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A Norwegian Honeymoon Henry van Dyke

Section III.

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Table Of Contents: Fisherman's Luck

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In the evening, when the saffron light is beginning to fade, we go out and walk in the road before the house, looking down the long mystical vale of the Rauma, or up to the purple western hills from which the clear streams of the Ulvaa flow to meet us.

Above Stuefloten the Rauma lingers and meanders through a smoother and more open valley, with broad beds of gravel and flowery meadows. Here the trout and grayling grow fat and lusty, and here we angle for them, day after day, in water so crystalline that when one steps into the stream one hardly knows whether to expect a depth of six inches or six feet.

Tiny English flies and leaders of gossamer are the tackle for such water in midsummer. With this delicate outfit, and with a light hand and a long line, one may easily outfish the native angler, and fill a twelve-pound basket every fair day. I remember an old Norwegian, an inveterate fisherman, whose footmarks we saw ahead of us on the stream all through an afternoon. Footmarks I call them; and so they were, literally, for there were only the prints of a single foot to be seen on the banks of sand, and between them, a series of small, round, deep holes.

"What kind of a bird made those marks, Frederik?" I asked my faithful guide.

"That is old Pedersen," he said, "with his wooden leg. He makes a dot after every step. We shall catch him in a little while."

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Sure enough, about six o'clock we saw him standing on a grassy point, hurling his line, with a fat worm on the end of it, far across the stream, and letting it drift down with the current. But the water was too fine for that style of fishing, and the poor old fellow had but a half dozen little fish. My creel was already overflowing, so I emptied out all of the grayling into his bag, and went on up the river to complete my tale of trout before dark.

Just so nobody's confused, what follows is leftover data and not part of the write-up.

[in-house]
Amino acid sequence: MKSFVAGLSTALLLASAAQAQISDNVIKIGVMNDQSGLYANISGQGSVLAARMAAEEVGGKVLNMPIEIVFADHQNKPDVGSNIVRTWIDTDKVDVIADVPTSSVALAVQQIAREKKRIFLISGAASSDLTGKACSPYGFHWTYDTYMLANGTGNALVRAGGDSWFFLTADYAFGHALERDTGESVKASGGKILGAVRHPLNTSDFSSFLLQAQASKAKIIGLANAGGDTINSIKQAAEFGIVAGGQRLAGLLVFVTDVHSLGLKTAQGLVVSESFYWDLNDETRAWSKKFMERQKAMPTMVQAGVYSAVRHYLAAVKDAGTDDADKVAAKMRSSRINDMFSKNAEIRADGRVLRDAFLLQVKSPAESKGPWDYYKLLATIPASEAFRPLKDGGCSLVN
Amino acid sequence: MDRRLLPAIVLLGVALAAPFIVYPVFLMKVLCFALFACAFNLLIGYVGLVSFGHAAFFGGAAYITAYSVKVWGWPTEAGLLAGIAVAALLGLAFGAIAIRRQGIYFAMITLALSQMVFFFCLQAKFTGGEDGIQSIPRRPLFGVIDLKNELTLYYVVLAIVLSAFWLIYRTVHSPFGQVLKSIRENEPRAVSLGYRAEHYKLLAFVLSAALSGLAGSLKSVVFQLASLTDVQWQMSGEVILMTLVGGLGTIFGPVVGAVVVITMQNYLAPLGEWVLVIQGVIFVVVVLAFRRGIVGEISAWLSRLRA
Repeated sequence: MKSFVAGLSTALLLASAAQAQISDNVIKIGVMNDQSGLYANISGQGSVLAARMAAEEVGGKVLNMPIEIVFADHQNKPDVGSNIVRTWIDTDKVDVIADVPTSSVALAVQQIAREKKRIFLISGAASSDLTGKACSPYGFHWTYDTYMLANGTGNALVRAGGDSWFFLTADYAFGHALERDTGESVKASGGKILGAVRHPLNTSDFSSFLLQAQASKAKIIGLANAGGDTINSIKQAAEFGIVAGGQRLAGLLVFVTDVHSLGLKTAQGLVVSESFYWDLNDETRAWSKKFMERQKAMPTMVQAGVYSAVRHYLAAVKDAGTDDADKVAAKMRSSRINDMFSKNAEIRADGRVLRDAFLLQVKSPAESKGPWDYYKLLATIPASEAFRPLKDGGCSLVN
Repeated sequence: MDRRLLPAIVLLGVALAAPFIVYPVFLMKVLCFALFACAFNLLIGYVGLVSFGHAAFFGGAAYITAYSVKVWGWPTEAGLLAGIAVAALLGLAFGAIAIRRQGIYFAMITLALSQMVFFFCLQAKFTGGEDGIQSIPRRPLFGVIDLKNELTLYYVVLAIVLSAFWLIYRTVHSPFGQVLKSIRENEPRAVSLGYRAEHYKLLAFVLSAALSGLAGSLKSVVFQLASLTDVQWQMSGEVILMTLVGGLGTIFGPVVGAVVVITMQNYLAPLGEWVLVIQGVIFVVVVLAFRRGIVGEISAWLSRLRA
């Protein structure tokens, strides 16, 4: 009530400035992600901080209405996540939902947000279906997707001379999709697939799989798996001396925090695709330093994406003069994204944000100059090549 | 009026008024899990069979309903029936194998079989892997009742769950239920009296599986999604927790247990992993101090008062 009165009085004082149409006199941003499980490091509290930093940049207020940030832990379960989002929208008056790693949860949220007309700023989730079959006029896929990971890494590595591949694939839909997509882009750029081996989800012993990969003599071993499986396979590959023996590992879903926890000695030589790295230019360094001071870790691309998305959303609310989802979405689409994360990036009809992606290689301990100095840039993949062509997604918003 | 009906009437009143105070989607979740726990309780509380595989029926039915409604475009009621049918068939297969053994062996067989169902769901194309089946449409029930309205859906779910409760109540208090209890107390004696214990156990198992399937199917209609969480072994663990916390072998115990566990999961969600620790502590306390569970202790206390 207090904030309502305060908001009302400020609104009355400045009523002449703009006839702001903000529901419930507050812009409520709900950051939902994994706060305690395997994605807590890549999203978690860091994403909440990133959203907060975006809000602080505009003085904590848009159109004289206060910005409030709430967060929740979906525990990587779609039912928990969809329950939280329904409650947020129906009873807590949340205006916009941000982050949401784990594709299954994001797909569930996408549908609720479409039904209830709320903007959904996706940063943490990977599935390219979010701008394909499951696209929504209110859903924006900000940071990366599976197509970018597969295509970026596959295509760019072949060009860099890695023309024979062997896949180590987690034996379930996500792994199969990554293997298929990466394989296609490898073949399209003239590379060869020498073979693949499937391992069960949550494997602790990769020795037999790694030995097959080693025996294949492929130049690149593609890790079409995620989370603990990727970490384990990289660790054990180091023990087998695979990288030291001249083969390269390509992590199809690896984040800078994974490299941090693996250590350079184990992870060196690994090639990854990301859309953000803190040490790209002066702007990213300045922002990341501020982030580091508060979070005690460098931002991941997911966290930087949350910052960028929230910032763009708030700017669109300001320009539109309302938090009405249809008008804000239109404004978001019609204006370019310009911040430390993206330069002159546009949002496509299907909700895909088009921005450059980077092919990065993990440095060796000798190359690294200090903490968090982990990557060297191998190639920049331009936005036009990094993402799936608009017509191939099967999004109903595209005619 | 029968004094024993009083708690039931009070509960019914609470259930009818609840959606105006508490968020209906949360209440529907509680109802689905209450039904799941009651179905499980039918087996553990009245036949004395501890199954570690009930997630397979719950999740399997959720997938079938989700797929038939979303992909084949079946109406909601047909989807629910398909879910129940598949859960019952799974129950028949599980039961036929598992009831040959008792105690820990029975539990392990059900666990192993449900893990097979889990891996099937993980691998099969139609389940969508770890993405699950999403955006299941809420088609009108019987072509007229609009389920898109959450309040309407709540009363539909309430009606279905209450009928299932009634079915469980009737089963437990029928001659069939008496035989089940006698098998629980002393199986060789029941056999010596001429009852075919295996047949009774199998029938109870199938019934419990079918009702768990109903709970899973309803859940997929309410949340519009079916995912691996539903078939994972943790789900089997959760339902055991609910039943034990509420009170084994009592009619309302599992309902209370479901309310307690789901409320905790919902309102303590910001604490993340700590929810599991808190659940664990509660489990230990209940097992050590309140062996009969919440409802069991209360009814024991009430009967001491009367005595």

And when the fishing is over, there is Graygown with the wagon, waiting at the appointed place under the trees, beside the road. The sturdy white pony trots gayly homeward. The pale yellow stars blossom out above the hills again, as they did on that first night when we were driving down into the Valders. Frederik leans over the back of the seat, telling us marvellous tales, in his broken English, of the fishing in a certain lake among the mountains, and of the reindeer-shooting on the fjeld beyond it.

"It is sad that you go to-morrow," says he "but you come back another year, I think, to fish in that lake, and to shoot those reindeer."

Yes, Frederik, we are coming back to Norway some day, perhaps,--who can tell? It is one of the hundred places that we are vaguely planning to revisit. For, though we did not see the midnight sun there, we saw the honeymoon most distinctly. And it was bright enough to take pictures by its light.

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Fisherman's Luck
Henry van Dyke

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